Christian apologists in particular seem to have a hard time with atheism. I don't think they can quite grasp the concept of being irreligious - instead of wasting time understanding it, they lazily project their own religious norms on others, even people who aren't religious at all. Thus, we have popular myths of atheists worshiping everything from Satan to Darwin to themselves. And a frighting chunk of believers buy into their every misinformed word.

So what is atheism?

Atheism is merely a response to the question, "Do you believe in the existence of a god?". Theists say yes, while atheists say no.

Atheists are simply people who disagree with theistic claims - claims of a Creator God who made the universe. That's it. There's not necessarily any other point of agreement.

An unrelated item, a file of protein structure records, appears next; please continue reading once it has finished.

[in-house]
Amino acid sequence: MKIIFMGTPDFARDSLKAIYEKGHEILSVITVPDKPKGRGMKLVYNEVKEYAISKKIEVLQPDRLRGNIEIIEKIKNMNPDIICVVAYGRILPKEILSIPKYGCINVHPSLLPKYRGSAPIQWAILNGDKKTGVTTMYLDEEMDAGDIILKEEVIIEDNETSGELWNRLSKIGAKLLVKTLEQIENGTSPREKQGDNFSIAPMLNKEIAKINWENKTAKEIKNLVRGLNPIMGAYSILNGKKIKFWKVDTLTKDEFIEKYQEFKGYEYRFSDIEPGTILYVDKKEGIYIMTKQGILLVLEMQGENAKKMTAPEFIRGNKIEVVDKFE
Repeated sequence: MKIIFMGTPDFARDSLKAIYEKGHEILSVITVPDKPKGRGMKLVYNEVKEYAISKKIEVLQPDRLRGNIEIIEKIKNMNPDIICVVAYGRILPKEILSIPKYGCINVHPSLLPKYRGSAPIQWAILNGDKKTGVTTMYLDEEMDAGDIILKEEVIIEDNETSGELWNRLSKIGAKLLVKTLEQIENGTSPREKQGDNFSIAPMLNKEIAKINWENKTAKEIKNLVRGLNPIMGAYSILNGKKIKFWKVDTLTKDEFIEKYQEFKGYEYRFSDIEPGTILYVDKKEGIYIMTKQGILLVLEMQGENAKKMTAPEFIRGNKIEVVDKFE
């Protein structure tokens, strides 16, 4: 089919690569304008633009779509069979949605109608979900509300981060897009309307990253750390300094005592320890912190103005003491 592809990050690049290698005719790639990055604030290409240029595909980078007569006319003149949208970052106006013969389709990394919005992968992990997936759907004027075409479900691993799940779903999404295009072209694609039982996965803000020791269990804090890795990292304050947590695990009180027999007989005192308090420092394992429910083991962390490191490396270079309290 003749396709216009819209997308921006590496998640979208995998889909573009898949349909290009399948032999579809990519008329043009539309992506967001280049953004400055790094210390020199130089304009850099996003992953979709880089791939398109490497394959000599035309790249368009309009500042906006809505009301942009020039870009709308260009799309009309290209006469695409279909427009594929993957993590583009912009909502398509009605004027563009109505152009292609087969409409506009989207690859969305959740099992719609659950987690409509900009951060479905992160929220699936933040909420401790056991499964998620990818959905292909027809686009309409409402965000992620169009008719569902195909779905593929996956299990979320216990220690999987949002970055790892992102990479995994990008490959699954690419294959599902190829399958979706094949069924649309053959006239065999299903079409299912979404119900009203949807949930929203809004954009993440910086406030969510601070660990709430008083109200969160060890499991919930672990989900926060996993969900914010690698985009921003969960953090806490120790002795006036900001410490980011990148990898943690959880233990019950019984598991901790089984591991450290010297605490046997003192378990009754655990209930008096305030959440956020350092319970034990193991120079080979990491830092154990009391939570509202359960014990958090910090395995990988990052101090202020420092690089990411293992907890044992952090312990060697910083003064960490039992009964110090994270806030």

Atheism isn't a philosophy or worldview or even a religion for the same reason that not believing in leprechauns represents a worldview. Atheism isn't even a belief, it's a rejection of a belief and the only real difference between it and a-leprechaunism or a-unicornism or a-fairyism is that very few people seriously believe in such things anymore.

That said, atheists do not "believe in nothing". Atheists can indeed construct valid and positive worldviews, but these views are not atheism, they are beliefs in addition to atheism.

Tuesday, January 27, 2009

Obama offends Christian Nation wingnuts

Via Dispatches from the Culture Wars

At Obama's inauguration, here's what he said:
For we know that our patchwork heritage is a strength, not a weakness. We are a nation of Christians and Muslims, Jews and Hindus — and non-believers. We are shaped by every language and culture, drawn from every end of this Earth
He's emphasizing the diversity of the American people as one of our great strengths. Everyone (well almost everyone) agrees with that. But he made one mistake, he said that we're a religiously diverse nation (which is factually true, check the latest polls). And that has the wingnuts up in arms.